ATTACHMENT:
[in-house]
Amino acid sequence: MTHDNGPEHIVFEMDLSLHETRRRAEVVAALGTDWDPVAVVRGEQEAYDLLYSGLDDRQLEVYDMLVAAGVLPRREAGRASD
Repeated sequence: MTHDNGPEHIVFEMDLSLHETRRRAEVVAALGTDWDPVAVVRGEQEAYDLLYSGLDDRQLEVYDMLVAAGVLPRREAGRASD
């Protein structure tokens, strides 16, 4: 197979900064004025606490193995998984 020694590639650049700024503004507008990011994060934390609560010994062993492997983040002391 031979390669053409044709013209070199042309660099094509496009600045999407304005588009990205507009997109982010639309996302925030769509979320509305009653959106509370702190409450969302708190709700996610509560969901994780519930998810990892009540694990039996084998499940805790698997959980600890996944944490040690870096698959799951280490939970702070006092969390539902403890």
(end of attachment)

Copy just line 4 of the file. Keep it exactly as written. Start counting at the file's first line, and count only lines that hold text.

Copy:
């Protein structure tokens, strides 16, 4: 197979900064004025606490193995998984 020694590639650049700024503004507008990011994060934390609560010994062993492997983040002391 031979390669053409044709013209070199042309660099094509496009600045999407304005588009990205507009997109982010639309996302925030769509979320509305009653959106509370702190409450969302708190709700996610509560969901994780519930998810990892009540694990039996084998499940805790698997959980600890996944944490040690870096698959799951280490939970702070006092969390539902403890």